Keeping in mind that i) pockets of the yield curve provide more levels of “break-even pick-up” and ii) the fact that the majority of depositories are currently asset-sensitive and would see their interest margins decline should rates also decline; it’s useful to analyze the impact of using short-term advance funding upon various investment scenarios. Don’t blink, but today’s implied forward curve projects investment optimality at one-year. Beyond that, implied forward rates don’t reflect investment advantage until beyond five-year maturities.
FHLB Des Moines Yield Curve “Optimal Points Analysis"
Perhaps, trends in the implied forward yield curve explain a portion of why FHLB Des Moines has recently seen an uptick in member advance activity in the form of rolling short-maturity bullets, with proceeds being invested either in the shorter-term sector, or in “barbell” investments.
Investing and Funding at Optimal Points
We tested several blended funding strategies that simulate investment returns associated with two interest rate scenarios over a three-year horizon: i) flat rate conditions, and ii) a situation that emulates Figure One’s FOMC “dot plot” scenario in which rates continue to rise through the balance of 2022 and then taper downwards in the third year.
On the funding side, we assumed that, at the outset, one-half of proceeds were derived from rolling a combination of overnight, one-week and two-week advances; with the other half derived from rolling deposit funding. Over the time horizon, we further assumed that a portion of the advance funding would be paid off when investment securities matured.
On the investing side, we assumed that funding proceeds were directed into either: a) exclusively-two-year agencies, or b) a “barbell” strategy that included a mix of two-year Agencies, seven-year FNMA DUS bonds and 20-year municipal bonds with ten-year call protection.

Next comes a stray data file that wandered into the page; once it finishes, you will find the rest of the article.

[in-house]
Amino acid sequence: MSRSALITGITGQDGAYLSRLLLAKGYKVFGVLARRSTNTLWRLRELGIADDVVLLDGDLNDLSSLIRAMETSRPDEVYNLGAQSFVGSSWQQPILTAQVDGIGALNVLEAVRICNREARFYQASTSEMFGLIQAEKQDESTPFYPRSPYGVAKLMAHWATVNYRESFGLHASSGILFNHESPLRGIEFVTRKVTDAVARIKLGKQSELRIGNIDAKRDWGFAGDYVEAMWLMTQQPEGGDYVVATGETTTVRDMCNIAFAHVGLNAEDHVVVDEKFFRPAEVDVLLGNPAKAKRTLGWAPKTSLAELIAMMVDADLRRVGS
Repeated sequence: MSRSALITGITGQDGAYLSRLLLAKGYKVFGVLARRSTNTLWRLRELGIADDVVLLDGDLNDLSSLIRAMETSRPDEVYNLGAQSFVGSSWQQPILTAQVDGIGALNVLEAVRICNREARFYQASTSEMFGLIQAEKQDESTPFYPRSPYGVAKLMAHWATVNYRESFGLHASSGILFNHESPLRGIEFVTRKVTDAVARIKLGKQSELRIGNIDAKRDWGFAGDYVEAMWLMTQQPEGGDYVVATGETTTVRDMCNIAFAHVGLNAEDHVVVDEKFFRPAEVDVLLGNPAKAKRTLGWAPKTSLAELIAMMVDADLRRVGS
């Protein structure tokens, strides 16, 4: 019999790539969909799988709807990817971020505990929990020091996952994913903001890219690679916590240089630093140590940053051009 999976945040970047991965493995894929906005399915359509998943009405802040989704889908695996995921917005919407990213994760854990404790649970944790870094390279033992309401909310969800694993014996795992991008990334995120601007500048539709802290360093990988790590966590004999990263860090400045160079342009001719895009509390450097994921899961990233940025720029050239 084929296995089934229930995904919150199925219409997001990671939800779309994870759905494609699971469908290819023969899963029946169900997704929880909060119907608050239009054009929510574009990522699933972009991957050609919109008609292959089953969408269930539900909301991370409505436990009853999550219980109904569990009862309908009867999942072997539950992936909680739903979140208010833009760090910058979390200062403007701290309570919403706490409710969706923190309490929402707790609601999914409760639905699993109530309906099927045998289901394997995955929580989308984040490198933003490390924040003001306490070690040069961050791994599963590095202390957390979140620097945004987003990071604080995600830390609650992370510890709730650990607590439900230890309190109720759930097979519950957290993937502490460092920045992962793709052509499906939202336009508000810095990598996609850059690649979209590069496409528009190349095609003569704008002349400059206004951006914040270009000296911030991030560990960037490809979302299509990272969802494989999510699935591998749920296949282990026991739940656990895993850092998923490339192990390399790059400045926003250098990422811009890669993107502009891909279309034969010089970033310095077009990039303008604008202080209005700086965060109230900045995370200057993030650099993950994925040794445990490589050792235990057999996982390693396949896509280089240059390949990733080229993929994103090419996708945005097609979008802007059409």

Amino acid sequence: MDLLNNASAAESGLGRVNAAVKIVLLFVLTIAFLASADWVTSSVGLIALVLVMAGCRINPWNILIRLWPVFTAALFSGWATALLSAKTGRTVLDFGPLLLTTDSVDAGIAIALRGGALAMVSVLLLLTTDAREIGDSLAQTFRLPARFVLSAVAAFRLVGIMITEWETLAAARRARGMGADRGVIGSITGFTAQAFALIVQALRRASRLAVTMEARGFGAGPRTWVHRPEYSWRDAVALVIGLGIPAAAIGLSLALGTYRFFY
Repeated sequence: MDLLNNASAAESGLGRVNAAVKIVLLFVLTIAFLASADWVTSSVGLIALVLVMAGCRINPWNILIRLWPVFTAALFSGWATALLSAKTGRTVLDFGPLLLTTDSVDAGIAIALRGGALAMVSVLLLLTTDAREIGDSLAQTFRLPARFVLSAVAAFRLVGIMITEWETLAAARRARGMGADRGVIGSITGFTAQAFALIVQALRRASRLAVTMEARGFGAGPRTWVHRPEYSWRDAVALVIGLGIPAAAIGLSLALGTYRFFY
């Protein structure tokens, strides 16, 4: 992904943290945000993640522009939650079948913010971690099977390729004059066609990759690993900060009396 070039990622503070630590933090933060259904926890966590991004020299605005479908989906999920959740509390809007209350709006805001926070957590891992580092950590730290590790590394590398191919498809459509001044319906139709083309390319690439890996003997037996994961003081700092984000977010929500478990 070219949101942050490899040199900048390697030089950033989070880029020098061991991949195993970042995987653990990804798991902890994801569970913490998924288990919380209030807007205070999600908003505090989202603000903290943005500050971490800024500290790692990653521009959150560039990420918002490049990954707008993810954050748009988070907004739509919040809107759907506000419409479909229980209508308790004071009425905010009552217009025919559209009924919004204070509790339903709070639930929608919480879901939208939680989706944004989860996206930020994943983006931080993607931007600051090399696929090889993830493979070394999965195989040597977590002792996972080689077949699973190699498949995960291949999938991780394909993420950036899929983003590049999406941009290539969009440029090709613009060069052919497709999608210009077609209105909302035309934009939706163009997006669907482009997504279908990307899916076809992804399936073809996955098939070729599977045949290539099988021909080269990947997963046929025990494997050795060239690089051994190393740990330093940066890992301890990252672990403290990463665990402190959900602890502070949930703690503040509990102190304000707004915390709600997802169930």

As depicted in Figure 4 through Figure 7, results of each of the four scenarios showed generated weighted average lifetime spreads ranging between 1.87% (FOMC “Dot Plot” scenario and two-year-maturity investments) and 2.77% (flat rate scenario and a “barbell” investment strategy).
Assuming that you subscribe to the principle that your institution cannot shrink its way toward optimizing shareholder value; in spite of contracting loan spreads, it may be worth considering the yield curve’s dynamics and fund/invest accordingly. As many institutions remain asset-sensitive, it may be prudent to blend your deposits with duration-certain short-term advances and invest those proceeds in the most advantageous points of the yield curve.
Your FHLB Des Moines Relationship Manager can help you grow your balance sheet, and assist in evaluating different funding and investing strategies that can mine the optimal points of the yield curve, even during times of suboptimal loan spreads.
Blended Funding - Flat Rates: “Barbell” Investments (Two-Year Agencies, FNMA DUS Bonds, 20-Year Muni w/ 10-Year Call Protection)
Blended Funding – FOMC Scenario: Investment in Two-Year Agencies
Blended Funding – Flat Rates: Investment in Two-Year Agencies
Blended Funding – FOMC Scenario: “Barbell” Investments (Two-Year Agencies, FNMA DUS Bonds, 20-Year Muni w/ 10-Year Call Protection)